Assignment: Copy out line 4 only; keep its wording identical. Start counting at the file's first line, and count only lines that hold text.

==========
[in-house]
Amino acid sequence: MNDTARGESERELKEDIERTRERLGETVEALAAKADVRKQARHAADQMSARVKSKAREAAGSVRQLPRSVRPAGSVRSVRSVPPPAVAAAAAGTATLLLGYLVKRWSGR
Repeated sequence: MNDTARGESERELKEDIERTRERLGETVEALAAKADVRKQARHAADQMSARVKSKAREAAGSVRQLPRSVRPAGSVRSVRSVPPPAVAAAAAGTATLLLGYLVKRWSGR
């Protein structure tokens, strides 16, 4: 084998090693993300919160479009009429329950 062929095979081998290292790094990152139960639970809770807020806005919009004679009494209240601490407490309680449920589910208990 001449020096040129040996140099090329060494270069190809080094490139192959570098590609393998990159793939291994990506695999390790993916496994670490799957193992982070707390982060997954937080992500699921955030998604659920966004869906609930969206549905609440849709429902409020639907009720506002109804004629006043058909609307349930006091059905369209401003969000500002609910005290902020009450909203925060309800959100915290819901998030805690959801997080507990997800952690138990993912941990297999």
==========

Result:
């Protein structure tokens, strides 16, 4: 084998090693993300919160479009009429329950 062929095979081998290292790094990152139960639970809770807020806005919009004679009494209240601490407490309680449920589910208990 001449020096040129040996140099090329060494270069190809080094490139192959570098590609393998990159793939291994990506695999390790993916496994670490799957193992982070707390982060997954937080992500699921955030998604659920966004869906609930969206549905609440849709429902409020639907009720506002109804004629006043058909609307349930006091059905369209401003969000500002609910005290902020009450909203925060309800959100915290819901998030805690959801997080507990997800952690138990993912941990297999």